South Korea’s prime minister and police admit Halloween failures

South Korea’s police chief confessed “great responsibility” for failing to prevent a crowd surge that killed more than 150 people during Halloween festivities in Seoul, saying officers didn’t efficiently handle previous emergency calls. The South Korean government is under increasing public scrutiny over whether the crowd surge Saturday night in Seoul’s Itaewon area could have been stopped and who should accept responsibility for the country’s greatest disaster in years.

Statement on the incident

Yoon Hee Keun, chairman of the Korean National Police Agency, said he felt “huge responsibility” for the incident. Police will try to prevent a similar disaster. South Koreans are seeking answers after Halloween’s tragedy. Yoon said an initial examination indicated that numerous individuals warned authorities about a mob gathering in Itaewon, but officers didn’t respond adequately. Yoon said police have initiated an internal investigation into how officers handled emergency calls and responded to the crowd surge in Itaewon that night. At least 156 individuals died in a downward, small alley in Itaewon. Witnesses reported people collapsing, having trouble breathing, and passing out. Rescuers and ambulances couldn’t access the crowded alleys because Itaewon was filled with slow-moving automobiles and Halloween partygoers.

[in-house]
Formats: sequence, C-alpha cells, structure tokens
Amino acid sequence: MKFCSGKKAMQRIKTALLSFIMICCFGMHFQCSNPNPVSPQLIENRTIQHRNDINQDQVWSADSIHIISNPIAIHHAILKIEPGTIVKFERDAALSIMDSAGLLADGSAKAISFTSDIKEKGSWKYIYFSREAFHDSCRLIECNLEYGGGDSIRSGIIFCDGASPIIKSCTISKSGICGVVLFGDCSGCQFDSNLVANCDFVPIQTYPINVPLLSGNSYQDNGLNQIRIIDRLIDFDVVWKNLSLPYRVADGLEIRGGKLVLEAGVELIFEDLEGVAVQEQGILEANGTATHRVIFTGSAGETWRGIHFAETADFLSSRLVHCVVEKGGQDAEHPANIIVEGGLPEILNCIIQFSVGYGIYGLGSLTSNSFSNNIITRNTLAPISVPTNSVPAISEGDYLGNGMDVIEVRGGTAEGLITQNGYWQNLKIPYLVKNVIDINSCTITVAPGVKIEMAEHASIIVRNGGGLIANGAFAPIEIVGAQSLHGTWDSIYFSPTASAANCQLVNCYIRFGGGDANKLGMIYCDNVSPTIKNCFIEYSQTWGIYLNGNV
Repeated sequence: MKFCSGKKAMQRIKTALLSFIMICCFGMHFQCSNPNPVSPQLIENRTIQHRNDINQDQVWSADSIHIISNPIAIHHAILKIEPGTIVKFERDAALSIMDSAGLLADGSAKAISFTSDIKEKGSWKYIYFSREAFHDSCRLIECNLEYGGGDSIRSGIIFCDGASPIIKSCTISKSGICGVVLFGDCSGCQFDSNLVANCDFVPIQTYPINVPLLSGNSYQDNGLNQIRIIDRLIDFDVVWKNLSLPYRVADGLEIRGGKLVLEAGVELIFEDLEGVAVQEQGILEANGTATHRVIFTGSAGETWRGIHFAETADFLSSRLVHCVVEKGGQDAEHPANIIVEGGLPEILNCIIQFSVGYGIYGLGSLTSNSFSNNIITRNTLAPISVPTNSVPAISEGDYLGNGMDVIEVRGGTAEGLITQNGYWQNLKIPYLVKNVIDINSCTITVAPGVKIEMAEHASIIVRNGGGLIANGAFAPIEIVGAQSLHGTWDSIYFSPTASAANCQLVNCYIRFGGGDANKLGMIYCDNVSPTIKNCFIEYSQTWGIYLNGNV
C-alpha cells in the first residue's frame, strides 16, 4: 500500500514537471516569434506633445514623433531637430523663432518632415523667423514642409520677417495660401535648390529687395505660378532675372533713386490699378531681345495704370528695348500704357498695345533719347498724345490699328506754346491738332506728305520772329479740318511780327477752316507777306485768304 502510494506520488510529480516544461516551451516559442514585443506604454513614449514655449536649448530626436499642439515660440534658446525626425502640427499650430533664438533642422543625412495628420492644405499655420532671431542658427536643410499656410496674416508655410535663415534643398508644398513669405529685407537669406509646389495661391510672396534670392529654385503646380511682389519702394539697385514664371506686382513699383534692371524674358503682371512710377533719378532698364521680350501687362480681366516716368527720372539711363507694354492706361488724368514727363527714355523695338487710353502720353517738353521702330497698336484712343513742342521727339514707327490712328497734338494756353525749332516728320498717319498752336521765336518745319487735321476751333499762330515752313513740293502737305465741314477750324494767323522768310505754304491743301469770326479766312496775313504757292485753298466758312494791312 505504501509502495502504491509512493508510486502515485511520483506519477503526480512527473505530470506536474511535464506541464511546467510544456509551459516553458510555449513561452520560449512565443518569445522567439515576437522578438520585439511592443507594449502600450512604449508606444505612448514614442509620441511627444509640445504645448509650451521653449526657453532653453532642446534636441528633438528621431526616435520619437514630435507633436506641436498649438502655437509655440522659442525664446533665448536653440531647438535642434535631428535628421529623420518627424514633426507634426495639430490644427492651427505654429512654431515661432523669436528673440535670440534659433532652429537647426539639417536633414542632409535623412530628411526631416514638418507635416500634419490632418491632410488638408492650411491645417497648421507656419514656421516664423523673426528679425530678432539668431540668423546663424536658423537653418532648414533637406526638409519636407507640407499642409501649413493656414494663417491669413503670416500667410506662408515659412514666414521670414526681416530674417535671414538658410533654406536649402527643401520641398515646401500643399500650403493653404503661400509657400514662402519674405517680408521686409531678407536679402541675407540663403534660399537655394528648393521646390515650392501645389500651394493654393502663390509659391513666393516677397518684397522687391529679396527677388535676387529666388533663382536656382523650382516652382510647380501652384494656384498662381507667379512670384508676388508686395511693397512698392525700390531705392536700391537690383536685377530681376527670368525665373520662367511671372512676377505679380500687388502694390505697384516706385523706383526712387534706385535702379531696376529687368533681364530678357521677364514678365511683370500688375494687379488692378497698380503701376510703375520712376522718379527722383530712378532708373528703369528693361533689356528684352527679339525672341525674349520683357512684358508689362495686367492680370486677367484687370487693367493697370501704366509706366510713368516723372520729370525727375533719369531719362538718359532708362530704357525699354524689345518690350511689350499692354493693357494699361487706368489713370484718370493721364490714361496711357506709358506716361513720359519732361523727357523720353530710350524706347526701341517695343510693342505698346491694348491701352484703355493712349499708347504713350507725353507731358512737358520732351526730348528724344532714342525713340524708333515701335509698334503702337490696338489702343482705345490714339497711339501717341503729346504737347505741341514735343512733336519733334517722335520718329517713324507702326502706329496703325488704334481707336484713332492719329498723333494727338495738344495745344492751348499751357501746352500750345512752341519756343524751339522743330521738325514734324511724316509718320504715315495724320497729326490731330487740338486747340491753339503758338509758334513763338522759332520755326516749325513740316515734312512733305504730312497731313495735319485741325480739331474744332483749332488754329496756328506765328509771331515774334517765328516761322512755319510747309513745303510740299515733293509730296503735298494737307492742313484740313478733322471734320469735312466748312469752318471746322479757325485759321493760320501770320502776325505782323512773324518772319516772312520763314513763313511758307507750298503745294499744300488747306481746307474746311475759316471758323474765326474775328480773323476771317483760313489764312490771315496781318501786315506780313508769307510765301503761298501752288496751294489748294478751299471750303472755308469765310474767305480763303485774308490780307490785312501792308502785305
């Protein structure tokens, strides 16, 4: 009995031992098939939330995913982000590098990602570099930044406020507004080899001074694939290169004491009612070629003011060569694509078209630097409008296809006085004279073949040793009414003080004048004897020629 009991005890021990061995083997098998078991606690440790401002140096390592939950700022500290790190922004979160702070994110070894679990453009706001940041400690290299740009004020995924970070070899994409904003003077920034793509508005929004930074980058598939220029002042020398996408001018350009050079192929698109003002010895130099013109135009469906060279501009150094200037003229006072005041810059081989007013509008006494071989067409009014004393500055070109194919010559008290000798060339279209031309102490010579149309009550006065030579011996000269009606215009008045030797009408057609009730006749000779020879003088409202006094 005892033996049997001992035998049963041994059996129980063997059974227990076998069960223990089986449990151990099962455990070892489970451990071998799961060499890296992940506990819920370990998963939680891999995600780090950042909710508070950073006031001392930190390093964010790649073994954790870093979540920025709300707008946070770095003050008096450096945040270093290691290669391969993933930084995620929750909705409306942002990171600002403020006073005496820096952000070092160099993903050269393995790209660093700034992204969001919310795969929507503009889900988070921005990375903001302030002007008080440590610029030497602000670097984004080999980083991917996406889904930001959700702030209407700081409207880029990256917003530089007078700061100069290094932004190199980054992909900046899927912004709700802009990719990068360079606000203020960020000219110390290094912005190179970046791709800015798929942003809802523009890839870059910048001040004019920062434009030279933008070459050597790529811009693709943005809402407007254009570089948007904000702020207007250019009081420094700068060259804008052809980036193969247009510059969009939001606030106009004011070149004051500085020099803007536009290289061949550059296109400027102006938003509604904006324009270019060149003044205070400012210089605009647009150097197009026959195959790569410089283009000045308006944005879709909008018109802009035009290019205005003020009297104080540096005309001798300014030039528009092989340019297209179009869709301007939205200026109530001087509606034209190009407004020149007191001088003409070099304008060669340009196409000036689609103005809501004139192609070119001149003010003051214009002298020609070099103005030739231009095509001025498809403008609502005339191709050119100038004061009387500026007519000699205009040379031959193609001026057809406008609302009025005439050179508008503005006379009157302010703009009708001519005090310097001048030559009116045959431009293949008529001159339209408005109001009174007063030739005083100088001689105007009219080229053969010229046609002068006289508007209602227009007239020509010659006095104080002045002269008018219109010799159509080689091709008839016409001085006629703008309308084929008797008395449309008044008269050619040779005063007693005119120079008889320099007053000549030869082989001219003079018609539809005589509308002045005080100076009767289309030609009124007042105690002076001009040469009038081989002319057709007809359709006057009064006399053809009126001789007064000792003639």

According to NPR, President Yoon Suk Yeol acknowledged Tuesday that South Korea lacks crowd management research. He suggested utilizing drones and other high-tech tools to regulate crowds. Soon, specialists will convene to examine national safety guidelines, he said.  This is South Korea’s deadliest accident since the 2014 ferry sinking, which exposed lax safety laws and regulatory shortcomings. Saturday’s crowd influx has prompted doubts about South Korea’s disaster prevention efforts.

Police report

Police formed a 475-member task squad after the Itaewon disaster. Why Itaewon was filled before the tragic crowd surge.
Senior police officer Nam Gu-Jun said Monday that officers are studying videos from 50 security cameras and social media. Nam said police have examined 40 witnesses and survivors. Saturday’s Halloween festivities required 137 cops, compared to 34-90 before the outbreak. Some observers doubted 137 officers could handle the 100,000 people in Itaewon on Saturday. 7,000 police officers were moved to another part of Seoul earlier Saturday to oversee rival protests with tens of thousands of people. 137 officers were dispatched to Itaewon to monitor crime, including narcotics use, not crowd control, said to police.

29 injured people are in critical condition, therefore the death toll could grow. 26 foreigners from Iran, China, Russia, the U.S., Japan, and elsewhere died. President Yoon demanded that overseas victims’ families receive the same government help as South Korean victims. He thanked international leaders for their condolences. Itaewon, noted for its expat-friendly, cosmopolitan culture, is the country’s best place for Halloween-themed events and parties. Saturday’s celebration in Itaewon was the largest since the outbreak began. Itaewon’s Halloween celebrations are unofficial. South Korean police say they have no procedures for addressing crowd surges at unorganized events.

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